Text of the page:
The HIA, which was completed in 2008, brought together the tribal government and the BLM to address these concerns. Ultimately, the BLM adopted additional protections for hunting and fishing areas to protect local food sources andprovide new monitoring for pollutants in the air and food supply near villages. Collaboration among tribal governments, state and federal regulators, and health officials on this and several other HIAs between 2007 and 2009 demonstrated the value of this approach and ultimately led to the establishment of the state’s HIA program.

The secret’s out. The voices of community members, influential champions, and other stakeholders can be deployed in ways that build momentum for considering and adopting HIA recommendations. Nationwide, more than 300 HIAs have been completed or are underway in diverse communities (view them on the Health Impact Project’s interactive map), demonstrating the power of HIAs as a tool to help decision makers develop healthier communities and environments.

About the Author: Aaron Wernham, M.D., is the Director of The Health Impact Project, a collaboration of the Robert Wood Johnson Foundation and The Pew Charitable Trusts. The Project is a national initiative dedicated to promoting the use of health impact assessment in the United States.

Editor's Note: The opinions expressed here are those of the author. They do not reflect EPA policy, endorsement, or action, and EPA does not verify the accuracy or science of the contents of the blog.

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5 Responses leave one →
  1. Kim permalink
    August 16, 2014

    HIA’s should be a part of all the planning and decision making processes that governments do (Federal, State & Local). I think this would definitely help when deciding on priority areas for work. Thank you for the map it gave me a broader understanding of how these are being used.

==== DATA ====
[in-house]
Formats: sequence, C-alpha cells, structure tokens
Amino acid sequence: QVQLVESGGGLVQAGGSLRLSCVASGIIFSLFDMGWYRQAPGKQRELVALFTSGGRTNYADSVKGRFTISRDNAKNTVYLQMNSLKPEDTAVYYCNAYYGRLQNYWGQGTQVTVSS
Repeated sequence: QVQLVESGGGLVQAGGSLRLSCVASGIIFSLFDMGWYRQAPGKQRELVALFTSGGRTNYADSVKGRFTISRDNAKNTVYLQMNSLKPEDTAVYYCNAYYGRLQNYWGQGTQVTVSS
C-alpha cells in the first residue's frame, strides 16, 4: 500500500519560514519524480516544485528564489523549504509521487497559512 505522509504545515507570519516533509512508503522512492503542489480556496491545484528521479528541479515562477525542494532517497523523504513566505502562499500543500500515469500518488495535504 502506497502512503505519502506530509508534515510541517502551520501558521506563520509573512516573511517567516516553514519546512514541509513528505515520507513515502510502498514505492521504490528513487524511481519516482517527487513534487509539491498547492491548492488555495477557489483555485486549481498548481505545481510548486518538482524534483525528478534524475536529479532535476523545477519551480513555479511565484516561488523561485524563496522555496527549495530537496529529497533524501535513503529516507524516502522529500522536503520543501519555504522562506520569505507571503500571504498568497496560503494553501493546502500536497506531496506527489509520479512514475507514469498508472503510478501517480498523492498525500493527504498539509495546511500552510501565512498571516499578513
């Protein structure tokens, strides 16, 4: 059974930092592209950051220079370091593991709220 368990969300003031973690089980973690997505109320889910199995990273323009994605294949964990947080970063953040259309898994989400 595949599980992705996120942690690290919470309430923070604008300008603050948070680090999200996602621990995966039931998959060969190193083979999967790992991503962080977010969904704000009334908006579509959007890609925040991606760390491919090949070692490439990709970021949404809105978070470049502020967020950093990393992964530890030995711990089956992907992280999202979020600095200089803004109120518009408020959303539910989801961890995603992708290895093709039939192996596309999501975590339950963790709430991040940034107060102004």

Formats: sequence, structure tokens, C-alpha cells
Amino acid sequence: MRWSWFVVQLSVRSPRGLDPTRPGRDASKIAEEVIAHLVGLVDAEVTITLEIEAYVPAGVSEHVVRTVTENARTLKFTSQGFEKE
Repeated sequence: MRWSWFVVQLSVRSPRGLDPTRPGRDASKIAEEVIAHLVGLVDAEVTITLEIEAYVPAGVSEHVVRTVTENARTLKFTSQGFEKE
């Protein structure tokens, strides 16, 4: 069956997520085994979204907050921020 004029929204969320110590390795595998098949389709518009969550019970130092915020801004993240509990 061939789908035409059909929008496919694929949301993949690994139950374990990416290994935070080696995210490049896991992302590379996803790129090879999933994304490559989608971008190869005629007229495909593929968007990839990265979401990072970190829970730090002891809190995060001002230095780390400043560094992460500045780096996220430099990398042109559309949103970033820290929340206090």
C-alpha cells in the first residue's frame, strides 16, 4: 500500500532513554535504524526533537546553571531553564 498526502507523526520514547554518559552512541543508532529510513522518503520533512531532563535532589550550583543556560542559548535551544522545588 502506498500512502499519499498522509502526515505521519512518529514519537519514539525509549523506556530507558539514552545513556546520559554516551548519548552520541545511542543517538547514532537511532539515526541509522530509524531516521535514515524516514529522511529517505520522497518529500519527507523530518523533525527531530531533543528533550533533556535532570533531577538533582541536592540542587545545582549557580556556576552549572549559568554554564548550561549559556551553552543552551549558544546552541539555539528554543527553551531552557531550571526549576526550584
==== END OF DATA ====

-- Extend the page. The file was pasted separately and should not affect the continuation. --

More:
Does the EPA use HIA’s in their decision making process?

  2. Natalie Cox permalink
    August 17, 2014

    Aaron Wernham,

    I believe HIA is another form of abuse. Just sit there and watch.
    An application of WISDOM is to understand that HUD agreements with private and non for profit organizations are the CAUSE of illness. Why doesn’t HUD STOP abusing their business clientele, the poor. The owners are sicker than the houses that they try to rent. Why doesn’t monies go to demolish these houses that sicken not only section 8 business clientele, these houses/rental property also sicken innocent bystanders walking or driving by. My Health Assessment is that HUD needs to reexamine their ideas, policies and behavior. Don’t blame the poor: if you choose to not keep debt does that make you poor Aaron Wernham?

  3. kolp permalink*
    August 28, 2014

    Hi Kim, thanks for the Question. EPA’s Sustainable and Healthy Communities Research Program is supporting the use of HIAs for community decision making and exploring HIA for use at the state, regional and federal level. EPA is not using HIA in Agency decision making at this time.

  4. Rhonda permalink
    August 31, 2014

    I think HIA’s can be a positive aspect to a project as long as the voice and knowledge of the impacted communities plays a significant role in informing the decisions that will be made.

    Rhonda Rizzio